ANDERSON, SC (WSPA) – Land passed down for generations in one Anderson County family is now being threatened by the city.
The city of Anderson says they need to replace their sewer lines that are around 50-years-old. They decided the best place for the project was through private property on Kings Road in Anderson County. The family hasn’t agreed on the location, so the city is using eminent domain to be able to start the construction of an underground sewer line and above ground pump station that will serve around 4000 people.
Both the city and family says they tried negotiating over the land but haven’t had much success.
“If we can’t reach an agreement for a right of way and what we needed, then we can take it for a public purpose,” Anderson City Attorney, Frankie McClain said.
Tonya Winbush, one of the property owners, says she understands the need for improved utilities but wants the line placed in a different location.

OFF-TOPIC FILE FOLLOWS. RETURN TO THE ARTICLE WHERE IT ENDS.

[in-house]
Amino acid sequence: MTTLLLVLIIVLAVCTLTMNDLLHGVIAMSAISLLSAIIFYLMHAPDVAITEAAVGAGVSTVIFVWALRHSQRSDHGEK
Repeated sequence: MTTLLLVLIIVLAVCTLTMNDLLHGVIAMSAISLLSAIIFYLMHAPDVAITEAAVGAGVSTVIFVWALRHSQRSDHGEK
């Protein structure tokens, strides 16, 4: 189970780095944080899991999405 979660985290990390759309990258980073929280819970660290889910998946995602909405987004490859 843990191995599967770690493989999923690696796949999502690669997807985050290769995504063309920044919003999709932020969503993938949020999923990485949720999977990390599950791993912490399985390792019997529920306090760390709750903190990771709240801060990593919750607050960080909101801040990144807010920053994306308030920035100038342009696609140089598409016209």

“We want it on the outskirts of our property where it doesn’t do as much damage,” said Tonya Winbush, one of the property owners.
The city says their engineers did look at alternatives.
“ I think they did explore doing it different ways,” McClain said. “It just turned out to be not financially practical.”
Winbush says last Thursday her family woke up to about a mile of their property cleared.
“We feel like we let our father down…You can’t get the trees back, you can’t fix it back like it was. You’ve got land that you’ve had for over 100 years,” Winbush said.
Winbush says her great-grandfather bought 41 acres along Kings Road in 1912 for $2678.
“It’s so indoctrinated into you to take pride in your land,” Winbush said. “This is something that’s been passed down. This is something that your ancestors worked hard and paid taxes for.”
The city says they did send a notice after they filed a letter of condemnation with the court. McClain says the city got an independent appraiser and paid the court an amount based on that. He says the family didn’t respond during the 30 day time frame required, so they were able to start their project on the land. The city says they’ll end up occupying two acres of the family’s land. McClain says they still need to go to court to find out how much the city will owe the family for the land. However, the family says it’s a not about the money.
“We don’t want to go anywhere,” Winbush said. “We don’t want to be pushed off.”
The family says their attorney is now working on a cease and desist order.
Back in 2005, the state used eminent domain and took almost 10 acres of the family’s property to build East West Parkway.